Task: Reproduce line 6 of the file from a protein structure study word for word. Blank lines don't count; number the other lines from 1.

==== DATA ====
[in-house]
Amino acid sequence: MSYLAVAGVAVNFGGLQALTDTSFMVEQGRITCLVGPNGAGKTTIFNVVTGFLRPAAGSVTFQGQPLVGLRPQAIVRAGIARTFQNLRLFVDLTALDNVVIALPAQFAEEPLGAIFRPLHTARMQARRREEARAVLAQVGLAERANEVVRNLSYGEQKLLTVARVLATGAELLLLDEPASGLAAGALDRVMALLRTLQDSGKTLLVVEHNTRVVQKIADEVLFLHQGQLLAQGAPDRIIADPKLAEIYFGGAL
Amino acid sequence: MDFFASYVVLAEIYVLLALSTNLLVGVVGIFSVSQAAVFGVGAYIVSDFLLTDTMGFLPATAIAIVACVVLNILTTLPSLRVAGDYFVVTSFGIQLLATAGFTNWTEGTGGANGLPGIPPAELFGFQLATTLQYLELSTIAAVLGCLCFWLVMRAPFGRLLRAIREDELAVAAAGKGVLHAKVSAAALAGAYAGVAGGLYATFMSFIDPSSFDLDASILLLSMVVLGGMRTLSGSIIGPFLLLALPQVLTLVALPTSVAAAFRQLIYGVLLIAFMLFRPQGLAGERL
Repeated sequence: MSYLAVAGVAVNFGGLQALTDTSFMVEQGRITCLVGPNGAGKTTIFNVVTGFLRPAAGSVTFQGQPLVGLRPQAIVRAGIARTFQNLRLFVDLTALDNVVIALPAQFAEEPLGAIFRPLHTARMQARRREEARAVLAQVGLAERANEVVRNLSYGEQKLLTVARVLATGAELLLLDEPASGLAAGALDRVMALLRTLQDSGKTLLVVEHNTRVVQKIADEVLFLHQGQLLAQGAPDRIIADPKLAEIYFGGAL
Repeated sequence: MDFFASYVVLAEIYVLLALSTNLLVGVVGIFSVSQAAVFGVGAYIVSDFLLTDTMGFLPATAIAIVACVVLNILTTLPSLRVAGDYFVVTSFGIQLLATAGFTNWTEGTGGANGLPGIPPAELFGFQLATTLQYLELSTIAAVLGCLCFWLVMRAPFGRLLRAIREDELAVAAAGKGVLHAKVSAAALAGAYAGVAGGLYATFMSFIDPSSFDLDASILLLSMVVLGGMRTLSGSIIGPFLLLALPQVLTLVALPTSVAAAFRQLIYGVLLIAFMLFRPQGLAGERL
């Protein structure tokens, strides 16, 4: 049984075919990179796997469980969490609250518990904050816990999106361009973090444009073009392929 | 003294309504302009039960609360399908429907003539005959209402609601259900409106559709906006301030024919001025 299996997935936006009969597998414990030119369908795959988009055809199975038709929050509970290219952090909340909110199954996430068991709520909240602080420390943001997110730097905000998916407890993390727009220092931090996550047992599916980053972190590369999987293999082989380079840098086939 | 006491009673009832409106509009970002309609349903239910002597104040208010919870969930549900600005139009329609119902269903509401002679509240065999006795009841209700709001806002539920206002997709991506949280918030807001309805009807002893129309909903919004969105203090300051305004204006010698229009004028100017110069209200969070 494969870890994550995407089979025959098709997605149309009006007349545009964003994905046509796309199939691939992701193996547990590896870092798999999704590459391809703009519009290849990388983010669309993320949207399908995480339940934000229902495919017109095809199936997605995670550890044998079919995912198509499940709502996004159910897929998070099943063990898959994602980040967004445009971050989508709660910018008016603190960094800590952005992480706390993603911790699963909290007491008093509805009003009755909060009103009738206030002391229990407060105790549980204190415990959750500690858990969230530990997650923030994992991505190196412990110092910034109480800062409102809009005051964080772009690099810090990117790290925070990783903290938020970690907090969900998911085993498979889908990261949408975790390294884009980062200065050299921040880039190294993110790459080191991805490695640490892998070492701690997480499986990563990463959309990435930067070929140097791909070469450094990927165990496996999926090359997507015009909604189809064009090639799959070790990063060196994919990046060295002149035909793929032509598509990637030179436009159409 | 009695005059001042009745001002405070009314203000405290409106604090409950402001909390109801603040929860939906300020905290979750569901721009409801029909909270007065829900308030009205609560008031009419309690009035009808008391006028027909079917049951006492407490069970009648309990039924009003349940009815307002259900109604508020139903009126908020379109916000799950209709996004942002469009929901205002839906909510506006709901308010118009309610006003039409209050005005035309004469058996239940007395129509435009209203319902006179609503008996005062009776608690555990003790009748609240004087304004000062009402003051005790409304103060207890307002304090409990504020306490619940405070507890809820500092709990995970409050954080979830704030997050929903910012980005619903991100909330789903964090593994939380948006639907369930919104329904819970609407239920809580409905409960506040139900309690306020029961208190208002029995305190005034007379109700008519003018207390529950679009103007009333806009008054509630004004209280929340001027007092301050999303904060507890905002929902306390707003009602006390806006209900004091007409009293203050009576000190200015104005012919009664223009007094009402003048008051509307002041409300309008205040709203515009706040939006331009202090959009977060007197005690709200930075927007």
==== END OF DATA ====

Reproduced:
């Protein structure tokens, strides 16, 4: 049984075919990179796997469980969490609250518990904050816990999106361009973090444009073009392929 | 003294309504302009039960609360399908429907003539005959209402609601259900409106559709906006301030024919001025 299996997935936006009969597998414990030119369908795959988009055809199975038709929050509970290219952090909340909110199954996430068991709520909240602080420390943001997110730097905000998916407890993390727009220092931090996550047992599916980053972190590369999987293999082989380079840098086939 | 006491009673009832409106509009970002309609349903239910002597104040208010919870969930549900600005139009329609119902269903509401002679509240065999006795009841209700709001806002539920206002997709991506949280918030807001309805009807002893129309909903919004969105203090300051305004204006010698229009004028100017110069209200969070 494969870890994550995407089979025959098709997605149309009006007349545009964003994905046509796309199939691939992701193996547990590896870092798999999704590459391809703009519009290849990388983010669309993320949207399908995480339940934000229902495919017109095809199936997605995670550890044998079919995912198509499940709502996004159910897929998070099943063990898959994602980040967004445009971050989508709660910018008016603190960094800590952005992480706390993603911790699963909290007491008093509805009003009755909060009103009738206030002391229990407060105790549980204190415990959750500690858990969230530990997650923030994992991505190196412990110092910034109480800062409102809009005051964080772009690099810090990117790290925070990783903290938020970690907090969900998911085993498979889908990261949408975790390294884009980062200065050299921040880039190294993110790459080191991805490695640490892998070492701690997480499986990563990463959309990435930067070929140097791909070469450094990927165990496996999926090359997507015009909604189809064009090639799959070790990063060196994919990046060295002149035909793929032509598509990637030179436009159409 | 009695005059001042009745001002405070009314203000405290409106604090409950402001909390109801603040929860939906300020905290979750569901721009409801029909909270007065829900308030009205609560008031009419309690009035009808008391006028027909079917049951006492407490069970009648309990039924009003349940009815307002259900109604508020139903009126908020379109916000799950209709996004942002469009929901205002839906909510506006709901308010118009309610006003039409209050005005035309004469058996239940007395129509435009209203319902006179609503008996005062009776608690555990003790009748609240004087304004000062009402003051005790409304103060207890307002304090409990504020306490619940405070507890809820500092709990995970409050954080979830704030997050929903910012980005619903991100909330789903964090593994939380948006639907369930919104329904819970609407239920809580409905409960506040139900309690306020029961208190208002029995305190005034007379109700008519003018207390529950679009103007009333806009008054509630004004209280929340001027007092301050999303904060507890905002929902306390707003009602006390806006209900004091007409009293203050009576000190200015104005012919009664223009007094009402003048008051509307002041409300309008205040709203515009706040939006331009202090959009977060007197005690709200930075927007």